In this era of ‘Give and Take’, where Community service is an abused term and hides behind various business models, there still exist few rare gems who truly believe in the ideology of ‘Give and Get’. Asian Aces has brought you a story of such a gem who believes in setting the culture right for generations to follow.
“People should help people – If you don’t help people, people won’t help you. I am not doing anything great. I help because when I came to this country, somebody helped me – I give what I get.”
Dr Krishna Puttaparthi arrived in Dallas, Texas in 1987 from a small village of Penukonda, located in the state of Andhra Pradesh, India. Upon his arrival in the US, he paved his way in the field of education and later, went on to establish himself as a recognized Research faculty member at the University of Texas Southwestern Medical Center at Dallas. Despite having an excellent career at the medical centre, he felt compelled to do more for the community and began helping other fellow Indians arriving at the Dallas-Fort Worth metroplex. Over the years, he has helped many in getting a foothold in the city. His journey can be best measured in his admirers.
Today, he is a recognized and reputable member of the Indian Community, an established Research Scientist (Neurology), and media & entertainment Industry leader in the making.
Asian Aces had an opportunity to meet and greet Dr Puttaparthi. He shared his experiences exclusively with Asian Aces about the City of Dallas, his involvement in the community and his vision for his new venture iAsia TV.
For last 30 years, you have been serving the Indian Community in Dallas. What makes you unstoppable? What is your motivation?
I have found that doing what I do satisfies me and provides inner happiness. Sometimes I have seen people in pain-without any resources – no food and no shelter. Whatever I could do to gather resources and help people, I did. I think it’s not a big thing. This is the least a person can do for those in desperate need. I request other people to do the same. Giving back to the community should be the ultimate goal for everyone.
I have been associated with various organizations such as Sewa Bhutanese Empowerment, an organization working for the welfare of Bhutanese Refugees. I happened to be one of the fortunate individuals who got this opportunity to help these people. Some of the people whom I helped 10 years ago to kickstart their lives, now lead happy lives, and this makes me feel extremely content.
Maybe, this sense of contentment is my motivation – It comes from within. However, my wife Sujatha and both my boys have been very supportive all along the way. Without my wife’s support, my journey would not have been possible.
Has Dallas fulfilled your dreams?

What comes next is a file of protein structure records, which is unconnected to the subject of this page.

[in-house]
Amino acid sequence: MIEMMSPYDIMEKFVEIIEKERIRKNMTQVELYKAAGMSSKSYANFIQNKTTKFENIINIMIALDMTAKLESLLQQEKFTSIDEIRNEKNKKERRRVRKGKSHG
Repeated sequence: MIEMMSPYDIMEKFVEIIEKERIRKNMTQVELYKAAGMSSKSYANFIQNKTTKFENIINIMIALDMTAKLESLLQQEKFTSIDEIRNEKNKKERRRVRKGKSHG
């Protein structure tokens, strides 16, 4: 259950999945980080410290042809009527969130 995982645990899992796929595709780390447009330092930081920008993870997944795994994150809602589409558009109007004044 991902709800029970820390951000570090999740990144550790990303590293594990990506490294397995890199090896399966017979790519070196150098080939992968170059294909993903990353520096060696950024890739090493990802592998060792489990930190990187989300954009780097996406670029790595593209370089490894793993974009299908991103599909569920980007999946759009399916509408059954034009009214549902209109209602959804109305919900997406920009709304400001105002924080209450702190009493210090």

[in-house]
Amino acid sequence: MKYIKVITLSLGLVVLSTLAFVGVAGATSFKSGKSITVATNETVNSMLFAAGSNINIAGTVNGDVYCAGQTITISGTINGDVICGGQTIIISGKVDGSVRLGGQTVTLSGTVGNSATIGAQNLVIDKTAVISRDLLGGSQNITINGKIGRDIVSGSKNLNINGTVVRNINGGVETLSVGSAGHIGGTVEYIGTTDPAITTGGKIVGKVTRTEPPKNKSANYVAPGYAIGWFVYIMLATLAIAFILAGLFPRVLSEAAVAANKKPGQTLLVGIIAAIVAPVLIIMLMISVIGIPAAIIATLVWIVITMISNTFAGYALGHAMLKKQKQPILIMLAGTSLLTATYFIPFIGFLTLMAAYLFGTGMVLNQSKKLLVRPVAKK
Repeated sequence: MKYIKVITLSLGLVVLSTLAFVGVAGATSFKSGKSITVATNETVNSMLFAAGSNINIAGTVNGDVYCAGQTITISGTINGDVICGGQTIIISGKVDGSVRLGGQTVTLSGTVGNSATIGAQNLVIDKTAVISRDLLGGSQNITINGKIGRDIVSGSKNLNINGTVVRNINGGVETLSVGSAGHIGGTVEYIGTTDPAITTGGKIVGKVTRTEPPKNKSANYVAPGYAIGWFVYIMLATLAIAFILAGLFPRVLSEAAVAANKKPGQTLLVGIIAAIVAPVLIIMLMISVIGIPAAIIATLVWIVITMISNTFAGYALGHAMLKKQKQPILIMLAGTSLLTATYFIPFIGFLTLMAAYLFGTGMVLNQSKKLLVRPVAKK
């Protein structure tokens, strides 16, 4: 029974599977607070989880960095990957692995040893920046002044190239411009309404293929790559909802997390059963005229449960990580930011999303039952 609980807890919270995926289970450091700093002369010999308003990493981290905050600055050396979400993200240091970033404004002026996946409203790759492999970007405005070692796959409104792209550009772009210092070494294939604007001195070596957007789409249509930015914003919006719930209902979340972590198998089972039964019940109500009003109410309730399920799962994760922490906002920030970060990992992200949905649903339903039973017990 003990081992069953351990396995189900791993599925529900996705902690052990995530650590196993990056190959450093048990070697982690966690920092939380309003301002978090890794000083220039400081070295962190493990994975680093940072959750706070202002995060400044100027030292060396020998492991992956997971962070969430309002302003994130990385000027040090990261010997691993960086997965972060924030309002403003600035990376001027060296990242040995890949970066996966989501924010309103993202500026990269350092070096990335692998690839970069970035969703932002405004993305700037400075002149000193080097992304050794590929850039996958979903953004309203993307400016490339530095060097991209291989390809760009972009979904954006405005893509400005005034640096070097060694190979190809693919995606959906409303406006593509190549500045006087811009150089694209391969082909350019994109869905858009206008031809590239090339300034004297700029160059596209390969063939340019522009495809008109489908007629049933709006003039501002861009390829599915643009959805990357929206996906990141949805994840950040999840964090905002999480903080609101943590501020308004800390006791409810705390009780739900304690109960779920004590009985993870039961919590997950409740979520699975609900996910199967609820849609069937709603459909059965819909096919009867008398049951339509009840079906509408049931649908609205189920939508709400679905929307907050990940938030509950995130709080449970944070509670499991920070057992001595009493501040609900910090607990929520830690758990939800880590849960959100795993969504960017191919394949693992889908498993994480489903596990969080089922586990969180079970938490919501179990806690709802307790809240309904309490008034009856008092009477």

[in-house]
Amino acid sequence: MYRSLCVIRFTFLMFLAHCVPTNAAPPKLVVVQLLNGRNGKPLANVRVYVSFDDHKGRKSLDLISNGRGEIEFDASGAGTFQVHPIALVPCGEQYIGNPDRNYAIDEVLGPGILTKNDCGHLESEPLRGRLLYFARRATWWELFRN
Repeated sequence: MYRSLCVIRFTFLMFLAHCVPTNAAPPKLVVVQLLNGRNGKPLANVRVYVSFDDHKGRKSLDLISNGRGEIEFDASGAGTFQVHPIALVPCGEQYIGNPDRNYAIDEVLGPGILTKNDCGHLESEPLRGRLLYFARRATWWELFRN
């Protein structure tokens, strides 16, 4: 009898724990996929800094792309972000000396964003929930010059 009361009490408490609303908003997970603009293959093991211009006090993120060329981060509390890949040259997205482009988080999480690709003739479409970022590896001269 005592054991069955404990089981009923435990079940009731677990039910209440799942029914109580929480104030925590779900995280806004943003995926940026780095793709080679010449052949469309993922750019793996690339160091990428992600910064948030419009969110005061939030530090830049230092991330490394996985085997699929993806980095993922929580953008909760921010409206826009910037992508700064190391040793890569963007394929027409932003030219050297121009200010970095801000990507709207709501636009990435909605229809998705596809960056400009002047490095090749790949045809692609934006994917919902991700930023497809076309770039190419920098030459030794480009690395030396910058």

Dallas has given me a lot. I have achieved all that I have wanted. I am in a happy space.
How the Indian culture in Dallas is changing or has changed in these many years. Where do you see it is going?
Indian culture has been growing. Thirty years ago, we used to celebrate Indian festivals in our backyard with close friends and relatives. Now, we celebrate these festivals on a bigger scale, where thousands of people have the opportunity to participate and contribute. This also provides an opportunity for kids to learn and discover more about their roots and culture. It will grow more and more. Having said that, we should be very responsible in making sure that we bring the positive cultural elements and reject the negative ones.
Seven years ago, you co-founded Desi Plaza along with a partner. Recently, you called it quits. What made you end this seven yr old relationship.
I co-founded Desi Plaza and poured my heart and soul into it. Along the way, I realized that my former associate and I shared two completely different ideologies and visions. These personality differences made me walk away from the partnership.
You have recently started iAsia TV in Partnership with Mr Ram Chittoor, please tell our readers about iAsia and how does it make a difference in an Asian’s life.
iAsia TV is a full-on entertainment and informational initiative. It is an online channel that offers programs in various south-east Asian languages such as Chinese, Hindi, Telugu, Tamil, Nepalese and much more. It’s a celebration of south-east Asian culture and its core cultural values.
The Asian population in Dallas is growing. What is that one important lesson that you learned over these many years that you would like to pass on to the new expats in this city?
In my experience, I have seen that some individuals tend to forget their culture and their roots and assimilate completely into the American culture. I have also seen that some people tend to completely stay in their culture and never try to learn American culture. Where is the balance? There can be good and not so good things in any culture, but as I said earlier, the only way to move forward should be to take the positives from any society or culture and reject the negatives.
Moreover, my message to today’s youth is ‘ Education is important for your future, please take it seriously.’
And my message to parents ‘Please trust your kids, be friendly with them and don’t pressurize them.’
About the Interviewer:
The Interviewer is the Lead Writer and Founder at Asian Aces.